To the Editor:
The article “Don’t Extinguish the Torch”, from the Apr. 14 issue of The Quad, displays what I believe to be an inverted set of values. Too bad for the poor Americans, it says, who were not able to enjoy the torch running. Is that really the important issue, or is it the human rights abuses by China? What is the real travesty – abuses of human rights or people (who the article calls “bad apples”) standing up on behalf of the victims of those abuses? The torch relay, being subject to worldwide publicity, is an opportunity to raise awareness and express disapproval for the situations in Tibet and Sudan. But according to the article, this tarnishes the sacred Olympic spirit, symbolic of peace, hope, etc. That is to say, it is important above all to feign unity in order to play some games; therefore we must refrain from crying out against actual injustices causing actual suffering in people’s real lives.
WCU Graduate Student
To the Editor:
It is admirable that the Honors College has mobilized the consciousness and the conscience of the community to see something of what is going on in one of the many other places in the world. Truly, this is part of what every institution of higher learning should see as part of its educational mission. While it seems you and they have a full plate of activities already, let me suggest one more that might catch your attention. Global Camps Africa is using camp as a vehicle for HIV/AIDS awareness and prevention in South Africa.??By giving children and youth (3,300 in 4 years) the best time of their lives and lacing it with a steady and relentless educational component of prevention and awareness, Camp Sizanani has been the largest prevention mechanism in the Soweto community. As there are 6 camps a year, it provides an opportunity for volunteers to come from WCU and other places to give two weeks in working directly with children affected by HIV/AIDS. Sparrow Village, which you already support, has sent children to camp. If volunteering doesn’t work out, toiletries, children’s shoes and cash are also appreciated.??
President?Global Camps Africa?
To the Editor:
Senator Obama often repeats that he is the candidate for change, but what has he done to work for change? Why are most of his political endorsements coming from Washington insiders? In addition, he appears to mimic the candidacy of Senator Clinton in spirit, but not with substance. Perhaps, given more time and experience, he would emerge as a fine statesperson. But all that has changed since the recent revelations of his twenty-year relationship with Pastor Jeremiah Wright. It is very troubling to realize the influence Wright has had on Obama when it comes to the pastor’s anti-American racist beliefs. Any reasonable person would have discontinued this relationship if they did not concur with these views. Senator Obama will only add to the racial divide in this country. Furthermore, his latest comments about the “bitter small-town Pennsylvanians” are in fact “elitist,” “demeaning” and “out of touch”. Consequently, at this most crucial moment in history, our country cannot afford to gamble again with someone who is simply not prepared to take on the enormous responsibilities of Commander-In-Chief.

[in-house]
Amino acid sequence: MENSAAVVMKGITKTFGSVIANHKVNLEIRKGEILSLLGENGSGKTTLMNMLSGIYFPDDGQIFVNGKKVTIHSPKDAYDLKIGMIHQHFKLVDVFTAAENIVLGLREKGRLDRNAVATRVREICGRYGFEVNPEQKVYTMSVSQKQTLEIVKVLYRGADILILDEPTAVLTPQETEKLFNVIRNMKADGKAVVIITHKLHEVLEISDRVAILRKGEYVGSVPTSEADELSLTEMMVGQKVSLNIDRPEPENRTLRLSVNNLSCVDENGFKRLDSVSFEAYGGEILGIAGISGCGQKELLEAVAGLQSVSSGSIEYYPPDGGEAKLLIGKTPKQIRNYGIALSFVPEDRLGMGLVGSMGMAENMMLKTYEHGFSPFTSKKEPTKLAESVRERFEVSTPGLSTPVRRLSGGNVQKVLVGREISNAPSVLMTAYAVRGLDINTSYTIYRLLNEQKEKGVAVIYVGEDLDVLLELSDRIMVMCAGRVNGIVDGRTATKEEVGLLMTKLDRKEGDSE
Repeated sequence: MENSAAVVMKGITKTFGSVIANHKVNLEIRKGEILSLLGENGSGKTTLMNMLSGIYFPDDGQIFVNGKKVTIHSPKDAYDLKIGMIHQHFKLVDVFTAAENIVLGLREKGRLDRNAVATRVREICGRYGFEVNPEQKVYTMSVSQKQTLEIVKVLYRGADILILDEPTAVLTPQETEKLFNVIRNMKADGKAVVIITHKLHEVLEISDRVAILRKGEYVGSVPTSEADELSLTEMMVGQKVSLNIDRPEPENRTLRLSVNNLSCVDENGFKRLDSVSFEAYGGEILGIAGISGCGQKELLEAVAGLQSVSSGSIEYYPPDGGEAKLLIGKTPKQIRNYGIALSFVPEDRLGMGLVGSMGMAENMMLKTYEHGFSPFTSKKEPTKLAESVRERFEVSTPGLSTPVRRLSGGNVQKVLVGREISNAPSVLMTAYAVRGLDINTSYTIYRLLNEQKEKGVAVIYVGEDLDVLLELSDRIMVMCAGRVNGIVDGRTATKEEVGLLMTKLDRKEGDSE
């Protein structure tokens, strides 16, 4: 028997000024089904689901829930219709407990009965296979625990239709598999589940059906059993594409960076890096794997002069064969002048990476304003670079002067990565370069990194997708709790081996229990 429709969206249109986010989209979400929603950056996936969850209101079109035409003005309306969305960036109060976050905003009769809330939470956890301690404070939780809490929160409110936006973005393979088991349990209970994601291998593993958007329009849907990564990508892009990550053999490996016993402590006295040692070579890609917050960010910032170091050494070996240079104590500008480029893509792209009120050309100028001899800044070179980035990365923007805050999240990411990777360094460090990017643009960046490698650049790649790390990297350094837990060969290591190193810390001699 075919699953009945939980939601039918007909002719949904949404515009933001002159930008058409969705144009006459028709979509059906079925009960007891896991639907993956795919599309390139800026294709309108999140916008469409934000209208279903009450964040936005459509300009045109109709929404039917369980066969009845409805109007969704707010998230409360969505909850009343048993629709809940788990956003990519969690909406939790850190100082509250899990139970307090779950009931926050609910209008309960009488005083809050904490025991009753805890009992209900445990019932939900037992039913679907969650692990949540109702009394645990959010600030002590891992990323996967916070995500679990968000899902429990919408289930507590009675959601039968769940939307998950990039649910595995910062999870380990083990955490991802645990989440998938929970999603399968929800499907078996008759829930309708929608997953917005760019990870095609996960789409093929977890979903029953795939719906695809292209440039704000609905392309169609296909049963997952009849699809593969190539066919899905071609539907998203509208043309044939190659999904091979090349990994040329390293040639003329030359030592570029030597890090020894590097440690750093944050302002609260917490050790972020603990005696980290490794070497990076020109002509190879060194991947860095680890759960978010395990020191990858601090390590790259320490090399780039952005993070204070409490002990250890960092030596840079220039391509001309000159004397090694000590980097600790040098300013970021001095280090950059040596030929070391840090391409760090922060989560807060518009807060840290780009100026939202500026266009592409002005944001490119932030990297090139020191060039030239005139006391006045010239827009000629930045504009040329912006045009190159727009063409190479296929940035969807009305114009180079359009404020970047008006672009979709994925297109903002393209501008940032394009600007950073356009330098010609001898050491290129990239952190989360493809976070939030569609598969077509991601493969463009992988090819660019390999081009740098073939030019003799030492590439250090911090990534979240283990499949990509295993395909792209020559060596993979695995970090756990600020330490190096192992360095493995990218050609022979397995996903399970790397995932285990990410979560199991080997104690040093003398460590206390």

On the other hand, Senator Clinton has spent her whole life working for change. She truly cares about our country. Given the current state of our economy, she may very well represent the last chance for this country to avoid social catastrophe. Her lengthy public-service experience has more than prepared her for the presidency. It is the very reason why the powers-that-be are so opposed to her candidacy. It is why some of her primary opponents’ donors are part of this opposition. Senator Clinton knows we can do better and her track record reflects that. On Tuesday, April 22, Pennsylvania needs to support Senator Hillary Clinton for president and help get our country back on track.